The truth about polls in 2020

The polls predicted a Biden landslide, as well as Democratic takeover of the Senate majority. Neither happened.

Let’s look at why polls may be having problems with prediction right now.

Where the polls were way off

According to estimates by fivethirtyeight.com, an aggregation of polls indicated that Biden would get 51.8% of the final vote vs. 43.4% for Trump, a lead of 8.4%. As I write this, Biden has 50.4% of the vote and Trump, 47.8%, a spread of only 2.6%. (This will shift as more mail votes some in, but I’d be surprised if Biden’s lead ended up being more than 3.5%, which is way shy of 8.4%.)

In states, fivethirtyeight.com’s analysis of polling indicated that Biden had a 2.5% lead in Florida, a state that he lost by 3.5%. It predicted 6% to 8% Biden blowouts in Wisconsin, Michigan, and Nevada, states that will end up nearly tied.

In the Senate, the final fivethirtyeight.com estimate gave Democrats an average of a 52-seat majority in the Senate, while right now the most likely outcome is a 48- or 49-seat minority, pending what happens in runoffs in Georgia. In Maine, Democrat Sarah Gideon had a 59% chance to beat Republican Susan Collins; Gideon lost. In North Carolina, Democrat Cal Cunningham had a 68% chance to beat Republican Tom Tillis; he has probably lost as well. Fivethirtyeight gave Republicans a 25% chance of retaining a Senate majority, but a Republican Senate majority is now almost certain in the next Congress.

Before I go on, you might ask, who am I to analyze polls? While at Forrester Research, I originated a survey business called Technographics. Technographics was based on surveys of tens of thousands of people on their opinions and behaviors regarding technology trends. We analyzed the data, published it, and sold access to it. So I spent a lot of time immersed in survey data, and I know where it works and where it has problems.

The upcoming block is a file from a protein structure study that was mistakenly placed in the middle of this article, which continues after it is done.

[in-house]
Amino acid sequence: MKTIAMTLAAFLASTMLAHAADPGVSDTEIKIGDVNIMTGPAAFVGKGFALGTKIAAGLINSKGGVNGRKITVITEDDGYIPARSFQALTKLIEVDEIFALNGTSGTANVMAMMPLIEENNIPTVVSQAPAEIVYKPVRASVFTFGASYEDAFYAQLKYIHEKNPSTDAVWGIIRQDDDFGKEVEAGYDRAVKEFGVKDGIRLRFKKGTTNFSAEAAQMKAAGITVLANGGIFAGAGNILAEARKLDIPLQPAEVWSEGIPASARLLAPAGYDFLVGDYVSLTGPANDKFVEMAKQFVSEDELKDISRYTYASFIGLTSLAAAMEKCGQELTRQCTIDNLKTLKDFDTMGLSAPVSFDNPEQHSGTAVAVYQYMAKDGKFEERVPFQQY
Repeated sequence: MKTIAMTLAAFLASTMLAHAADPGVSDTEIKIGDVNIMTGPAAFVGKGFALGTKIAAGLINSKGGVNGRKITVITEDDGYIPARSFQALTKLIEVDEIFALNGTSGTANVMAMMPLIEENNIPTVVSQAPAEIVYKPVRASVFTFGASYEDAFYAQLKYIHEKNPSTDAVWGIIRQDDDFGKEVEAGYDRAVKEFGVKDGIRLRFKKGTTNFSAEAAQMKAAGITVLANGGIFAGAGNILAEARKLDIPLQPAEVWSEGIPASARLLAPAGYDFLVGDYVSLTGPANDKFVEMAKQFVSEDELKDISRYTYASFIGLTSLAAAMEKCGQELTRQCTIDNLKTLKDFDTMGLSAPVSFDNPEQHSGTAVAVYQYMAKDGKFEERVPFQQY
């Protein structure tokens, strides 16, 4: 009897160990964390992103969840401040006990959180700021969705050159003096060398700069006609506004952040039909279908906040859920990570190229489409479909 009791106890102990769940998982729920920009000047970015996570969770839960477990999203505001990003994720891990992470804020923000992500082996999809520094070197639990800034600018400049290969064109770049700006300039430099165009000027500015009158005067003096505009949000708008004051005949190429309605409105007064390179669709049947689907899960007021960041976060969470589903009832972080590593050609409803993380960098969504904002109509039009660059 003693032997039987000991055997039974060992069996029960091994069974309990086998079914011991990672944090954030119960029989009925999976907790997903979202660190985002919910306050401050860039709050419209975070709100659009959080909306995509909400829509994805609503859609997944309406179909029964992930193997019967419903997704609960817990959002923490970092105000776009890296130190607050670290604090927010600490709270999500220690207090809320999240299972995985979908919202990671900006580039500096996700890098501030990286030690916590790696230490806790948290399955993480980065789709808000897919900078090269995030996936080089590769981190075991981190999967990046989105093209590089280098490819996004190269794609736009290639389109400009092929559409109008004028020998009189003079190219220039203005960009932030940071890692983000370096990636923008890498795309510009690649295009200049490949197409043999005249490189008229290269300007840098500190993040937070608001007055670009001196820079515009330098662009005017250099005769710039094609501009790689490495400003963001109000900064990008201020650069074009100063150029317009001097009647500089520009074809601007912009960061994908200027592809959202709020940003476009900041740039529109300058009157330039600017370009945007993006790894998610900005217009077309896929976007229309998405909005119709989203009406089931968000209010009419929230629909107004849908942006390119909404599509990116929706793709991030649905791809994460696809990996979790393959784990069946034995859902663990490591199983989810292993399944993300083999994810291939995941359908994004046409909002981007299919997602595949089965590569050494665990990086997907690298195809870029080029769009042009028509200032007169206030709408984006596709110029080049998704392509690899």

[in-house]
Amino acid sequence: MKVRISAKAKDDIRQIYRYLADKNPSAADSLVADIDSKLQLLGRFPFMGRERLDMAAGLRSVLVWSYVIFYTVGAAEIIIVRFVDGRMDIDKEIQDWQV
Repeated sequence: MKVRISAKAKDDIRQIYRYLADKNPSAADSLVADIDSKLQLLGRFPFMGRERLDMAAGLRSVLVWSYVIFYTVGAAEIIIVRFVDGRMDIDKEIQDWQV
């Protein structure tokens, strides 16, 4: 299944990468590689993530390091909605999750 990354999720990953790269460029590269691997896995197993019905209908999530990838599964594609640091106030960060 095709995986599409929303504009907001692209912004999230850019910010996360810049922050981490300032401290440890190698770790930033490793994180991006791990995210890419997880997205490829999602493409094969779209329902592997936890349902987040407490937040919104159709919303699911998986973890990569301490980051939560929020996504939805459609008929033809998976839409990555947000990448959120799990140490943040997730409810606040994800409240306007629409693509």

Consider the polls in 2020

Think about what happens when a pollster sets out to poll who someone will vote for, either nationally or in a state.

First off, they need to reach people. These people might be people willing to answer the phone. They might be people who click on an ad on the Internet. Or they might be people willing to be on a panel of consumers/voters taking surveys, often for tiny financial incentives.

What you end up with is a sample. Is the sample representative of the voting population?

There is an obvious and impossible-to-remove source of bias: nonresponse bias. You can’t reach people who don’t take surveys. Are the people who answer polls different from those who don’t? The only way to answer that is to see how the election comes out. And this year, the election came out differently from a lot of the polls. It appeared that Biden voters — and people voting for Democrats in the Senate — were more willing to take polls than Trump voters.

There are other forms of bias that are more easily identified. For example, in 2016, pollsters apparently didn’t survey enough white people without a college education, and therefore underrepresented them in their final count. Because such people were more likely to vote for Trump than for Hillary Clinton, the polls indicated that Clinton was going to do better than she did.

Unlike nonresponse bias, you can fix biases that come from a sample that’s proportionally different from the population. Not enough men in your sample? Weight the men’s votes higher. Not enough people without college educations? Weight the ones without degrees more. Not enough Hispanics? Weight the Hispanics you do have more.

Of course, weighting has its own problems. If you have one Hispanic woman and the demographics say you are supposed to have three, her opinions have the weight of three people. If she’s unusual, so will be your results that include her in it. In general, the larger the sample, the more accurate the prediction, but if you undersample key groups and weight to correct, you inflate influence in a way that undermines the larger sample.